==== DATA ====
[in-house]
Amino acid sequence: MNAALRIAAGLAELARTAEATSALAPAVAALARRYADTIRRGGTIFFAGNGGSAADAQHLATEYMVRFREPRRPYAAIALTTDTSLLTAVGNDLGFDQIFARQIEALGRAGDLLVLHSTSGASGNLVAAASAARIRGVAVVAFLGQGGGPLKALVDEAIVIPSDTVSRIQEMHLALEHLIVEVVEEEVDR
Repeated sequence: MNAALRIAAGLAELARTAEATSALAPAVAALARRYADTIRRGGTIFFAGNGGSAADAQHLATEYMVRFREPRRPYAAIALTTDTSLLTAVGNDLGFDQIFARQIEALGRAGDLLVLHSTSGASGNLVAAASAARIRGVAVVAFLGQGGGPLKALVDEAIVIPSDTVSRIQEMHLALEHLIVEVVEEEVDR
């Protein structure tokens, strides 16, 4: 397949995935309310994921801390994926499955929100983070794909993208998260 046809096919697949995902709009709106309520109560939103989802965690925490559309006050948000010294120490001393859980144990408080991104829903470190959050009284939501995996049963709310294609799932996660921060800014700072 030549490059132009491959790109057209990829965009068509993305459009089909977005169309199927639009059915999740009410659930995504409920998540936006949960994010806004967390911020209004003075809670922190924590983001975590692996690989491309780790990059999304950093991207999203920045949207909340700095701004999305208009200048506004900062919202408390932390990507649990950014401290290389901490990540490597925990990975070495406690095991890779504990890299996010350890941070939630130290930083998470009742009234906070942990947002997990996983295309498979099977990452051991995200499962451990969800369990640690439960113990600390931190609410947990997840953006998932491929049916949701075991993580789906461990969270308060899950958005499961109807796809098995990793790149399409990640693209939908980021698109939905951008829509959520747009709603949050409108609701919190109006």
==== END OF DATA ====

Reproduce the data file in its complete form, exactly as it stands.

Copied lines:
[in-house]
Amino acid sequence: MNAALRIAAGLAELARTAEATSALAPAVAALARRYADTIRRGGTIFFAGNGGSAADAQHLATEYMVRFREPRRPYAAIALTTDTSLLTAVGNDLGFDQIFARQIEALGRAGDLLVLHSTSGASGNLVAAASAARIRGVAVVAFLGQGGGPLKALVDEAIVIPSDTVSRIQEMHLALEHLIVEVVEEEVDR
Repeated sequence: MNAALRIAAGLAELARTAEATSALAPAVAALARRYADTIRRGGTIFFAGNGGSAADAQHLATEYMVRFREPRRPYAAIALTTDTSLLTAVGNDLGFDQIFARQIEALGRAGDLLVLHSTSGASGNLVAAASAARIRGVAVVAFLGQGGGPLKALVDEAIVIPSDTVSRIQEMHLALEHLIVEVVEEEVDR
């Protein structure tokens, strides 16, 4: 397949995935309310994921801390994926499955929100983070794909993208998260 046809096919697949995902709009709106309520109560939103989802965690925490559309006050948000010294120490001393859980144990408080991104829903470190959050009284939501995996049963709310294609799932996660921060800014700072 030549490059132009491959790109057209990829965009068509993305459009089909977005169309199927639009059915999740009410659930995504409920998540936006949960994010806004967390911020209004003075809670922190924590983001975590692996690989491309780790990059999304950093991207999203920045949207909340700095701004999305208009200048506004900062919202408390932390990507649990950014401290290389901490990540490597925990990975070495406690095991890779504990890299996010350890941070939630130290930083998470009742009234906070942990947002997990996983295309498979099977990452051991995200499962451990969800369990640690439960113990600390931190609410947990997840953006998932491929049916949701075991993580789906461990969270308060899950958005499961109807796809098995990793790149399409990640693209939908980021698109939905951008829509959520747009709603949050409108609701919190109006």